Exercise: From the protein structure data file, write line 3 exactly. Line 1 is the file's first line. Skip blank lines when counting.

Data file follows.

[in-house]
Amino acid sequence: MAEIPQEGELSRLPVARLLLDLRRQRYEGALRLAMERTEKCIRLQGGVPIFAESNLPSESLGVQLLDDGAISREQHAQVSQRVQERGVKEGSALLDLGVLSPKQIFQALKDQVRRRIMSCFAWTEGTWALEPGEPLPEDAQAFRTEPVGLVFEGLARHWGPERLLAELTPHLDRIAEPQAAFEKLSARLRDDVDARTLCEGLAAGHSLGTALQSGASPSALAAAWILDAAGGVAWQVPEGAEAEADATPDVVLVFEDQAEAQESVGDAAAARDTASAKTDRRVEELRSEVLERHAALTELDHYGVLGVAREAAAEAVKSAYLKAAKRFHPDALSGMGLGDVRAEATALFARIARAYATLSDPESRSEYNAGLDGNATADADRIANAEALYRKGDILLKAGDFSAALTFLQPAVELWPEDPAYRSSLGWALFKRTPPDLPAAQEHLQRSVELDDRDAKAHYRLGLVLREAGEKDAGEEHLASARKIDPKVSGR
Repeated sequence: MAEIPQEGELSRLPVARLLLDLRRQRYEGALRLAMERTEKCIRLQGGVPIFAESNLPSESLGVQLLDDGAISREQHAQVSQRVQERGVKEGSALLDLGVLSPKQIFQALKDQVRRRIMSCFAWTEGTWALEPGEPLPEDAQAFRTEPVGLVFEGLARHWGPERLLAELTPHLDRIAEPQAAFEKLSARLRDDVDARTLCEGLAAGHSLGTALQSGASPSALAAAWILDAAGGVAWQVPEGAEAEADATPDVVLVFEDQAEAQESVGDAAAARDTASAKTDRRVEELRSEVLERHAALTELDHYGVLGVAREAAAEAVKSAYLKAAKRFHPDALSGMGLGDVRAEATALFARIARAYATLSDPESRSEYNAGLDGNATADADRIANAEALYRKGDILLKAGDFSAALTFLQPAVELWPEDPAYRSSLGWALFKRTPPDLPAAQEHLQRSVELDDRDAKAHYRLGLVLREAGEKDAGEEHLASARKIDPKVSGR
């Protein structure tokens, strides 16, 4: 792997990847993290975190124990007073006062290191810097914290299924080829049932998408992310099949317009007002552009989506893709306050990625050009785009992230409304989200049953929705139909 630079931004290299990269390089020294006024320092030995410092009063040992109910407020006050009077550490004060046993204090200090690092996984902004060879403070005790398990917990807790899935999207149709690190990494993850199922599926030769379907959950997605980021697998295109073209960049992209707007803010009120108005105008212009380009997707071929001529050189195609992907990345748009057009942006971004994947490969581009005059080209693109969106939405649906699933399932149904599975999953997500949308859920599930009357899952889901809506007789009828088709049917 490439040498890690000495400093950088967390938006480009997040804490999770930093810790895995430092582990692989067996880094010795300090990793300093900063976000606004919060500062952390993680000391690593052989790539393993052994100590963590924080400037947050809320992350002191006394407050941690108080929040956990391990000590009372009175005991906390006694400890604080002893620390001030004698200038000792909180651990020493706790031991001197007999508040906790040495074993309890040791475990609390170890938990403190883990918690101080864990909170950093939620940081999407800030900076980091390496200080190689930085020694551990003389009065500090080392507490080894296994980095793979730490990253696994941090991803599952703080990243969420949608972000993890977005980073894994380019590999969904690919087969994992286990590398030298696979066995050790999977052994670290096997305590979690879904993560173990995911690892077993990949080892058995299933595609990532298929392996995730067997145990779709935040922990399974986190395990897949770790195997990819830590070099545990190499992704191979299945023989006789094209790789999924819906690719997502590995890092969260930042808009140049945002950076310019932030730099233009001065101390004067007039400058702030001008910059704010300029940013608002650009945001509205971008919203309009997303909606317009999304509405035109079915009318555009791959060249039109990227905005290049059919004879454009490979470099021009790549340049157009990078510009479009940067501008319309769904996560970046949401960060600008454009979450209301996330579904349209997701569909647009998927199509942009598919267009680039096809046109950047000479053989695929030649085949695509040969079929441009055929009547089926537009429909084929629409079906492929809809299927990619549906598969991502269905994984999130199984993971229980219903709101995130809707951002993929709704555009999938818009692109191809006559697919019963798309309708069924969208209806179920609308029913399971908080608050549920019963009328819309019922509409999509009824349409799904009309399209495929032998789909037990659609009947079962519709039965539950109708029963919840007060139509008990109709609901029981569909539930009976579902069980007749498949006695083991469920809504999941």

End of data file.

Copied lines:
Repeated sequence: MAEIPQEGELSRLPVARLLLDLRRQRYEGALRLAMERTEKCIRLQGGVPIFAESNLPSESLGVQLLDDGAISREQHAQVSQRVQERGVKEGSALLDLGVLSPKQIFQALKDQVRRRIMSCFAWTEGTWALEPGEPLPEDAQAFRTEPVGLVFEGLARHWGPERLLAELTPHLDRIAEPQAAFEKLSARLRDDVDARTLCEGLAAGHSLGTALQSGASPSALAAAWILDAAGGVAWQVPEGAEAEADATPDVVLVFEDQAEAQESVGDAAAARDTASAKTDRRVEELRSEVLERHAALTELDHYGVLGVAREAAAEAVKSAYLKAAKRFHPDALSGMGLGDVRAEATALFARIARAYATLSDPESRSEYNAGLDGNATADADRIANAEALYRKGDILLKAGDFSAALTFLQPAVELWPEDPAYRSSLGWALFKRTPPDLPAAQEHLQRSVELDDRDAKAHYRLGLVLREAGEKDAGEEHLASARKIDPKVSGR